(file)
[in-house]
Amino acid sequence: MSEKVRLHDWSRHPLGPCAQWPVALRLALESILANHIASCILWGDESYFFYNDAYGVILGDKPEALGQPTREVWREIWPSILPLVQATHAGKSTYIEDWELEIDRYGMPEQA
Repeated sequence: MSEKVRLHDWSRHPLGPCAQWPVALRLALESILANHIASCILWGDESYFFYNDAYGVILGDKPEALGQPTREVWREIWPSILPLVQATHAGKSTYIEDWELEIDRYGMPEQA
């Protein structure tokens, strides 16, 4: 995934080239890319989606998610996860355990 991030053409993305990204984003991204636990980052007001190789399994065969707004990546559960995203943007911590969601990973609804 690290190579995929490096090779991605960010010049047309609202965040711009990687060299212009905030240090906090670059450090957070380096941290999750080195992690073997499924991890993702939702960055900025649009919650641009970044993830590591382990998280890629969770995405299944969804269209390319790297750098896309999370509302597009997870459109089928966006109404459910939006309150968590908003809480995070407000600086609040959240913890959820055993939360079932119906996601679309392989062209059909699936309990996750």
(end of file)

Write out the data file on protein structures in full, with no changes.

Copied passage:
[in-house]
Amino acid sequence: MSEKVRLHDWSRHPLGPCAQWPVALRLALESILANHIASCILWGDESYFFYNDAYGVILGDKPEALGQPTREVWREIWPSILPLVQATHAGKSTYIEDWELEIDRYGMPEQA
Repeated sequence: MSEKVRLHDWSRHPLGPCAQWPVALRLALESILANHIASCILWGDESYFFYNDAYGVILGDKPEALGQPTREVWREIWPSILPLVQATHAGKSTYIEDWELEIDRYGMPEQA
């Protein structure tokens, strides 16, 4: 995934080239890319989606998610996860355990 991030053409993305990204984003991204636990980052007001190789399994065969707004990546559960995203943007911590969601990973609804 690290190579995929490096090779991605960010010049047309609202965040711009990687060299212009905030240090906090670059450090957070380096941290999750080195992690073997499924991890993702939702960055900025649009919650641009970044993830590591382990998280890629969770995405299944969804269209390319790297750098896309999370509302597009997870459109089928966006109404459910939006309150968590908003809480995070407000600086609040959240913890959820055993939360079932119906996601679309392989062209059909699936309990996750």